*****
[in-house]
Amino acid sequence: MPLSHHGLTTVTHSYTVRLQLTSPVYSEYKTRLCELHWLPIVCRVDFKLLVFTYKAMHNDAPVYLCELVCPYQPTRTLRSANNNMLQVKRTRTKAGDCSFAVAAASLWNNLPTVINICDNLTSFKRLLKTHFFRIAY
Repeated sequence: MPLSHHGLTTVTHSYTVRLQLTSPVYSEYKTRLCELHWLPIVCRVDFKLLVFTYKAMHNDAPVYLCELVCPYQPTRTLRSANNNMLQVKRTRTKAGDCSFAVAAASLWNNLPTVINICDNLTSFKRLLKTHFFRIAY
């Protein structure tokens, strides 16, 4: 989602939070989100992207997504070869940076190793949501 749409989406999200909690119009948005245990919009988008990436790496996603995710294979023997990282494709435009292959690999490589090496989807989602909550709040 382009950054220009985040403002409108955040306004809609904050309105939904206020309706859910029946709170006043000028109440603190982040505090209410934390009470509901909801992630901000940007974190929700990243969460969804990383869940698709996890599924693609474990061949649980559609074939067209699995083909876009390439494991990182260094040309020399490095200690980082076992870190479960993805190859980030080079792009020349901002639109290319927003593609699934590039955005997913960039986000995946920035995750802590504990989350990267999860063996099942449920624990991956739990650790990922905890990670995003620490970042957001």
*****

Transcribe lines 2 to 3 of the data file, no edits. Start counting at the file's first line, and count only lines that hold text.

Amino acid sequence: MPLSHHGLTTVTHSYTVRLQLTSPVYSEYKTRLCELHWLPIVCRVDFKLLVFTYKAMHNDAPVYLCELVCPYQPTRTLRSANNNMLQVKRTRTKAGDCSFAVAAASLWNNLPTVINICDNLTSFKRLLKTHFFRIAY
Repeated sequence: MPLSHHGLTTVTHSYTVRLQLTSPVYSEYKTRLCELHWLPIVCRVDFKLLVFTYKAMHNDAPVYLCELVCPYQPTRTLRSANNNMLQVKRTRTKAGDCSFAVAAASLWNNLPTVINICDNLTSFKRLLKTHFFRIAY